I unloaded truckloads of Sheetrock; it seemed we always had to hurry because it was inevitably starting to rain. This usually involved two of us up in some drafty loft of an outer building, climbing like monkeys. In those days my knees flexed faster and endured much. I unloaded cinder blocks and rolled roofing and plywood. I think the heaviest thing I put away by hand was joint compound, the “Sheetrock mud” that comes by the five-gallon pail and is enough to throw an older man’s back out first try. I put away whole pallets of 50-pound boxes of nails, one at a time, each box different-- and don’t mix them up! I shoveled snow like a madman, clearing the stack of two-by-fours, then the two-by-sixes, the two-by-eights, and so on. We had a lot of snow that winter and several of my February Mondays were taken up shoveling snow, while Gene Dinsmore and the others plowed the drivable spaces with a forklift.
The real unloading challenge was Everett and me and Benjamin Moore. The paint would come in four-gallon cases aboard a tractor trailer, and Everett was the only person who could unload paint faster than I could. I would never have dreamed of saying this out loud at the time, but I think most of the other guys thought of Everett as “old,” and I was of course female, so we were presumed to be a tad less ready with the muscles. Turned out the opposite was true; maybe it was because we each had a point to prove, or it might have been as simple as that he was in very good physical condition and I loved my job, but we worked circles around most of the other guys. While they stood around comparing motorcycles and smoking and waiting for a forklift to be free so they could move a pallet of something, we’d just get the job done, one armload at a time.
There were the guys who worked in the store, and the guys who worked outside in the yard, and the office people; then, there was me, more or less in the middle. I filled in as needed anywhere if my work was caught up or if there were a lot of customers needing help — or, eventually, if somebody needed glass cut. I got pretty good at that. The yard was a much happier workplace than the office, and the yard guys and I had a pretty good time. We threw snowballs at each other and more or less acted like siblings.
In the winter, one of the fun jobs was knocking down the massive, stalactite-sized icicles that formed off the long roof before they could fall and clobber any customer. We’d go at them with two-by-fours and broomsticks and rocks. Once in a while when things were quiet we ate donuts in the back room where you weighed out nails by the pound, where the boys’ conversation was invariably about whatever outdoor hobby was in season, be it bow hunting, or motorcycles, or snowmobiles. They weren’t above a practical joke. A little mole or vole or sort of mouse-like thing had died and frozen outside, and was found the next morning by one of the guys, who thought to startle me by leaving it on my workbench. Being less inclined to shriek “eek a mouse” than certain other females, I conspired with the boys to move the poor little frozen mummy along to the office, where the woman wore high heels and life was quite different. I am not making any great claims to mature behavior there.
If somebody called on the telephone with a paint question they’d often start with, “Lemme talk to Everett.” Regular customers of a hardware store got to know which clerks knew about which particular sections.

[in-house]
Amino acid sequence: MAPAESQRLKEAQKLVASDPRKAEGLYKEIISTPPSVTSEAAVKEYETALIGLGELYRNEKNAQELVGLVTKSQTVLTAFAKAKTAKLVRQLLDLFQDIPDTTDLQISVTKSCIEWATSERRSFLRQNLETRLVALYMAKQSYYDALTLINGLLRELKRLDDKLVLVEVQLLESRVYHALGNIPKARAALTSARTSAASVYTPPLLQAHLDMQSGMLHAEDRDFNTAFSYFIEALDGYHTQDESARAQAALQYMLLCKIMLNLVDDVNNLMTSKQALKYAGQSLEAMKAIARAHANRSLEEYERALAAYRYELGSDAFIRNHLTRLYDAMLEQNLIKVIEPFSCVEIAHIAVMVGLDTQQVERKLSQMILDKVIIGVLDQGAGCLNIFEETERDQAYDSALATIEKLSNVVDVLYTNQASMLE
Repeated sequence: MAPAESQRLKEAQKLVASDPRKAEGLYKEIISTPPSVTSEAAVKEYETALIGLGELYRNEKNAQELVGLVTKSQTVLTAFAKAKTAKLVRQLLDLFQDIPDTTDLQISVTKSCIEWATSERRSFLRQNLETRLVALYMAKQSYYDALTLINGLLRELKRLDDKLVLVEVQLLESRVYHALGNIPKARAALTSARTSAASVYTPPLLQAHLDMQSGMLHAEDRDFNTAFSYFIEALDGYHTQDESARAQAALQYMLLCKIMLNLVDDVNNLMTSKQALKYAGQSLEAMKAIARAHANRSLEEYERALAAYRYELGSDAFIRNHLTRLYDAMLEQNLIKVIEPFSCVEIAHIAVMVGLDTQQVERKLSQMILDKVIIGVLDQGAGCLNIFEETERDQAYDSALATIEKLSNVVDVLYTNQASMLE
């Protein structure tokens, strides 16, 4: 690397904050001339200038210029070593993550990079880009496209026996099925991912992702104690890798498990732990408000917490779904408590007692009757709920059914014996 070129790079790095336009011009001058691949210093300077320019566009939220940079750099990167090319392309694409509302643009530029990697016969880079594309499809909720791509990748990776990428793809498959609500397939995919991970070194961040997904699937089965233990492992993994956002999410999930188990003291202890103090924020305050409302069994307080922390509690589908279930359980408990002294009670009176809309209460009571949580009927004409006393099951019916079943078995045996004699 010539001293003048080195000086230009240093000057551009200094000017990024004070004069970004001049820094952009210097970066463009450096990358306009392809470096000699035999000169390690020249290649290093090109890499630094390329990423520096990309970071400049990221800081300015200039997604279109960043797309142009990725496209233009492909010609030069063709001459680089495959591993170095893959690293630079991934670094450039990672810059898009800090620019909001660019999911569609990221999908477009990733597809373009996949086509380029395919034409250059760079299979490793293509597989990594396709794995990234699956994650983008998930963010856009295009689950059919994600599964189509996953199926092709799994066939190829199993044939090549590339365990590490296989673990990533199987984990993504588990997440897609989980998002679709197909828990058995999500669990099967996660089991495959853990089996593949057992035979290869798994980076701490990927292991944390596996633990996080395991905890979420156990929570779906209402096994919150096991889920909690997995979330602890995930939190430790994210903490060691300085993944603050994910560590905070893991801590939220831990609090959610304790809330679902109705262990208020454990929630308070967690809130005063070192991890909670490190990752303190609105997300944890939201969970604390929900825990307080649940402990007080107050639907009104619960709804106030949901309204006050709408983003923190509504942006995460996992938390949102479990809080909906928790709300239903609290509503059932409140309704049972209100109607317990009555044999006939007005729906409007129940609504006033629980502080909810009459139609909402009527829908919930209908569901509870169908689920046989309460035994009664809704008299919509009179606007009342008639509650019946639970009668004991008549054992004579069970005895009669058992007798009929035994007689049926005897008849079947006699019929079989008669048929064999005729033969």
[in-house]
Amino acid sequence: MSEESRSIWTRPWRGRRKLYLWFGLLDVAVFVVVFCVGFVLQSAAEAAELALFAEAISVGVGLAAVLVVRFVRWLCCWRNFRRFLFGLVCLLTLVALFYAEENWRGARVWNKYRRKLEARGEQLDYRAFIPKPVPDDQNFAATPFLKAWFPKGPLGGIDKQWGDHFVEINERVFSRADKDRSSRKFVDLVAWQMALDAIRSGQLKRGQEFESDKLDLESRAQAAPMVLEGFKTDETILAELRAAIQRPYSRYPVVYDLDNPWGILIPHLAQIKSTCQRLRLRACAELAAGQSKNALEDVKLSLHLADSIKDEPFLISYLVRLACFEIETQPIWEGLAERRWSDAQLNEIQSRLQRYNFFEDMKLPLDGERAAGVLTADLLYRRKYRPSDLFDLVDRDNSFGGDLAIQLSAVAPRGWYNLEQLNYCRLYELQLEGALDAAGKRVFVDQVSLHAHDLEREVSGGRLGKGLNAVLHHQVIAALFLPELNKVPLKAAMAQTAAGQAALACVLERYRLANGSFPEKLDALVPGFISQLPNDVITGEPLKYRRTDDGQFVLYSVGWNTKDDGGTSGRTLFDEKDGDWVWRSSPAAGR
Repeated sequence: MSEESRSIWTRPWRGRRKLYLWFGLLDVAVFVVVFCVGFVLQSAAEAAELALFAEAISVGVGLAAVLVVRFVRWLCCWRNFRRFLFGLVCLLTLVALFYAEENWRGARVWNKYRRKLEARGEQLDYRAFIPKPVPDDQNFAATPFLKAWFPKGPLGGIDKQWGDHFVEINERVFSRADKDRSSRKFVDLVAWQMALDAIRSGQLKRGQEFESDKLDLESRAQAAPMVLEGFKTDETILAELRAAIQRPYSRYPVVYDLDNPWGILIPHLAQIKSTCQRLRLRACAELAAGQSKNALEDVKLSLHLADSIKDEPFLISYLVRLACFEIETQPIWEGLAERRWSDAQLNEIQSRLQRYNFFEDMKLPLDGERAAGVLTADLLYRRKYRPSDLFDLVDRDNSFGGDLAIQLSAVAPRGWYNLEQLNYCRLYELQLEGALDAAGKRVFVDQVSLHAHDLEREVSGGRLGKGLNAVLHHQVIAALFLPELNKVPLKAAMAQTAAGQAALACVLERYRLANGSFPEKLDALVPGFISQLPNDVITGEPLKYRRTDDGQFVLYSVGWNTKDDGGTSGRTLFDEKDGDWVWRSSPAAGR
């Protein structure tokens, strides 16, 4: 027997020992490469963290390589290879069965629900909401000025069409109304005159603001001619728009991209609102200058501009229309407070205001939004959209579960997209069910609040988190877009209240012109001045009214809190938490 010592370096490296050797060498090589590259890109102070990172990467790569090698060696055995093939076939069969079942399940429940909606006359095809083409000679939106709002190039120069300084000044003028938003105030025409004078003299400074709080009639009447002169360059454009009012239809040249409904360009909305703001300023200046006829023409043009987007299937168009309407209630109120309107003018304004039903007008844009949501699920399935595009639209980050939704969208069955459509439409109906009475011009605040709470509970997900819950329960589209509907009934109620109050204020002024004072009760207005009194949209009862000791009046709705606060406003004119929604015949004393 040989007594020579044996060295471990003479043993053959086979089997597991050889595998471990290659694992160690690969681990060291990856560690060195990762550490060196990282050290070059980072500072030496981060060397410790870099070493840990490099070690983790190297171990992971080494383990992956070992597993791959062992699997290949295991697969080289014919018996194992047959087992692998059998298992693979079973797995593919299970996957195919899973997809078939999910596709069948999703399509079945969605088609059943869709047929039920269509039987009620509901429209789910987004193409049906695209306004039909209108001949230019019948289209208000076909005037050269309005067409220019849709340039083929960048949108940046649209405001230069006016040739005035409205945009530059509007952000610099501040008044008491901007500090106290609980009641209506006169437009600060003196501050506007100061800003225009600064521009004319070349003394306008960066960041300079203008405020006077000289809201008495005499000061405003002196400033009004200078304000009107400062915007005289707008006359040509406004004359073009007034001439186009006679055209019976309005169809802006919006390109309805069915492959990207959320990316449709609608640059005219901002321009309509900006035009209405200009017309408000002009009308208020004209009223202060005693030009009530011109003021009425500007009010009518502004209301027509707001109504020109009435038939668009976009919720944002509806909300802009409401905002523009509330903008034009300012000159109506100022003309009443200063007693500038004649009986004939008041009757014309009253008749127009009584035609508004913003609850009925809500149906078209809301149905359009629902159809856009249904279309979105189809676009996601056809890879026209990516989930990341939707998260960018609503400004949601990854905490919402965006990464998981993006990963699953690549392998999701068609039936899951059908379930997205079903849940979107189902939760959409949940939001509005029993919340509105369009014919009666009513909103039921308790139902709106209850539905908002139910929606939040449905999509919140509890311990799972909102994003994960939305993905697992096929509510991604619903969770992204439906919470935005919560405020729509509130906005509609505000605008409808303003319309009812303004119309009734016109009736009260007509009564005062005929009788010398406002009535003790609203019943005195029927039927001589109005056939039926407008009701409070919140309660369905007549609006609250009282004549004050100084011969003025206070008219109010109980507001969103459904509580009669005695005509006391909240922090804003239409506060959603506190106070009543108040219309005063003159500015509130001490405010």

In 1987, with a new boss, we were all instructed to answer the phone with some long, corporate-sounding litany of “Good morning, E. C. Hart and Son, Everett speaking, how may I help you?” I recall that Everett still picked up the phone and blurted out a quick “Hart’s” –like he’d done for years with “Passmore’s”--when nobody up the chain of command was hovering within earshot.
Everett didn’t spend a lot of time out back in the nail department bragging about his latest snow machine liked the young guys. He worked a steady pace, maintained his paint section, and kept a civil tongue (at least around ladies, and he considered me one). I’m not sure he didn’t squint a bit at first wondering what the appeal of a lumberyard could be for a 23-year-old young lady who was allegedly licensed as a schoolteacher. On that note, a couple of the office women didn’t believe that I was a teacher at all, because my hair was normally a tangled mess, I dressed like ditch digger, and I ordered too many Snow and Nealley axes on the employee discount. I left the hardware store when I got the teaching job on Matinicus. Everett offered no comment, just a smile and a “Good luck.”
Everett Crabtree may or may not have approved of my attempt to race him unloading the paint truck, but he treated me as though he was my uncle. He was a gentleman and a good example.
I run into a few of the other guys from Passmore’s once in a while, as hardware store guys often just move around from one to another. At the Rockland ferry terminal a few days ago I was shooting the bull with Eric, who drives a truck for Viking Lumber; he was headed to North Haven with a delivery as I was on line for Matinicus with mixed freight in a U-Haul. Eric works with Kenny who was one of the snowball-throwing boys from my lumberyard days in the 1980s. We couldn’t resist a little nonsense in memory of the old days.
I’ll not say anything negative about people who work in big box stores, but an independent hardware store has more potential to be a fun place. Once in a while, it just might feel like a bunch of uncles and brothers.
Eva Murray lives on Matinicus